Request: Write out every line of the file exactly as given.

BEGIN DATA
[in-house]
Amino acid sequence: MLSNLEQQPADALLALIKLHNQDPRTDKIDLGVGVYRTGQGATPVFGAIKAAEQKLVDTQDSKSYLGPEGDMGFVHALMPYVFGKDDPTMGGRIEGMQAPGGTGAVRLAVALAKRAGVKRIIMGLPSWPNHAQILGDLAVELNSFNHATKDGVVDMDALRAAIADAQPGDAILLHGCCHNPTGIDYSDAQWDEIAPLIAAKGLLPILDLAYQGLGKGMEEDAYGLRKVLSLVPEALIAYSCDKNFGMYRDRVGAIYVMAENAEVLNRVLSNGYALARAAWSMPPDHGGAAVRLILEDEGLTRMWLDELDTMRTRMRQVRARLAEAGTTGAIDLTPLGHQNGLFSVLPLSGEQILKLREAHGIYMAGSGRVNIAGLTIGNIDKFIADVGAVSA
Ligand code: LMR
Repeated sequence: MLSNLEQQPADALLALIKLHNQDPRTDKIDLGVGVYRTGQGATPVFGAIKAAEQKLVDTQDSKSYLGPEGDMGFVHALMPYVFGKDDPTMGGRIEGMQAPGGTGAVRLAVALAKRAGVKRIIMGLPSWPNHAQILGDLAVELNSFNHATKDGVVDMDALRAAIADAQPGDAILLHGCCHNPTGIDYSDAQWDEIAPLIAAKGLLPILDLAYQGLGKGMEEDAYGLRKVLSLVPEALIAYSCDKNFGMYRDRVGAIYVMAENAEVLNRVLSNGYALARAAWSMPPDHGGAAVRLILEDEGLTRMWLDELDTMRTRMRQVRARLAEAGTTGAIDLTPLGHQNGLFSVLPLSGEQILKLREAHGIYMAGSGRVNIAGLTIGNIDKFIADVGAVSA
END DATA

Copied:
[in-house]
Amino acid sequence: MLSNLEQQPADALLALIKLHNQDPRTDKIDLGVGVYRTGQGATPVFGAIKAAEQKLVDTQDSKSYLGPEGDMGFVHALMPYVFGKDDPTMGGRIEGMQAPGGTGAVRLAVALAKRAGVKRIIMGLPSWPNHAQILGDLAVELNSFNHATKDGVVDMDALRAAIADAQPGDAILLHGCCHNPTGIDYSDAQWDEIAPLIAAKGLLPILDLAYQGLGKGMEEDAYGLRKVLSLVPEALIAYSCDKNFGMYRDRVGAIYVMAENAEVLNRVLSNGYALARAAWSMPPDHGGAAVRLILEDEGLTRMWLDELDTMRTRMRQVRARLAEAGTTGAIDLTPLGHQNGLFSVLPLSGEQILKLREAHGIYMAGSGRVNIAGLTIGNIDKFIADVGAVSA
Ligand code: LMR
Repeated sequence: MLSNLEQQPADALLALIKLHNQDPRTDKIDLGVGVYRTGQGATPVFGAIKAAEQKLVDTQDSKSYLGPEGDMGFVHALMPYVFGKDDPTMGGRIEGMQAPGGTGAVRLAVALAKRAGVKRIIMGLPSWPNHAQILGDLAVELNSFNHATKDGVVDMDALRAAIADAQPGDAILLHGCCHNPTGIDYSDAQWDEIAPLIAAKGLLPILDLAYQGLGKGMEEDAYGLRKVLSLVPEALIAYSCDKNFGMYRDRVGAIYVMAENAEVLNRVLSNGYALARAAWSMPPDHGGAAVRLILEDEGLTRMWLDELDTMRTRMRQVRARLAEAGTTGAIDLTPLGHQNGLFSVLPLSGEQILKLREAHGIYMAGSGRVNIAGLTIGNIDKFIADVGAVSA